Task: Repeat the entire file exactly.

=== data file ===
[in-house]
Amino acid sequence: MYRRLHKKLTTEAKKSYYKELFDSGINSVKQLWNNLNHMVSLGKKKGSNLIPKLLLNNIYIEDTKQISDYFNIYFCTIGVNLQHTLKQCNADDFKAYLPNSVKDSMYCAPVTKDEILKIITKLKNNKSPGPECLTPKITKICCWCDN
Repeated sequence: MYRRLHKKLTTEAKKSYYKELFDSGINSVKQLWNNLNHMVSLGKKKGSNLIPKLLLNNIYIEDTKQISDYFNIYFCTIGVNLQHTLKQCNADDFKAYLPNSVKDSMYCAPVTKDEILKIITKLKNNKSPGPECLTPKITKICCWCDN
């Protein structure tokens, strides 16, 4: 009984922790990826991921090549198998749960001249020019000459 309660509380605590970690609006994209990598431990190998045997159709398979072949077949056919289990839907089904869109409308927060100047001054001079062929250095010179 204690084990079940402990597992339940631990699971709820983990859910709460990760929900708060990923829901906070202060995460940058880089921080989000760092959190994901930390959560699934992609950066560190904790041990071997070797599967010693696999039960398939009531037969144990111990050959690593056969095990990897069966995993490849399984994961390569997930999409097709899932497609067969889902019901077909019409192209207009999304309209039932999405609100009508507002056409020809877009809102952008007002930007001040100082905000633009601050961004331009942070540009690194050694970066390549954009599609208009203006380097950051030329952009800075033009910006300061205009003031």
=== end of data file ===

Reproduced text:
[in-house]
Amino acid sequence: MYRRLHKKLTTEAKKSYYKELFDSGINSVKQLWNNLNHMVSLGKKKGSNLIPKLLLNNIYIEDTKQISDYFNIYFCTIGVNLQHTLKQCNADDFKAYLPNSVKDSMYCAPVTKDEILKIITKLKNNKSPGPECLTPKITKICCWCDN
Repeated sequence: MYRRLHKKLTTEAKKSYYKELFDSGINSVKQLWNNLNHMVSLGKKKGSNLIPKLLLNNIYIEDTKQISDYFNIYFCTIGVNLQHTLKQCNADDFKAYLPNSVKDSMYCAPVTKDEILKIITKLKNNKSPGPECLTPKITKICCWCDN
């Protein structure tokens, strides 16, 4: 009984922790990826991921090549198998749960001249020019000459 309660509380605590970690609006994209990598431990190998045997159709398979072949077949056919289990839907089904869109409308927060100047001054001079062929250095010179 204690084990079940402990597992339940631990699971709820983990859910709460990760929900708060990923829901906070202060995460940058880089921080989000760092959190994901930390959560699934992609950066560190904790041990071997070797599967010693696999039960398939009531037969144990111990050959690593056969095990990897069966995993490849399984994961390569997930999409097709899932497609067969889902019901077909019409192209207009999304309209039932999405609100009508507002056409020809877009809102952008007002930007001040100082905000633009601050961004331009942070540009690194050694970066390549954009599609208009203006380097950051030329952009800075033009910006300061205009003031």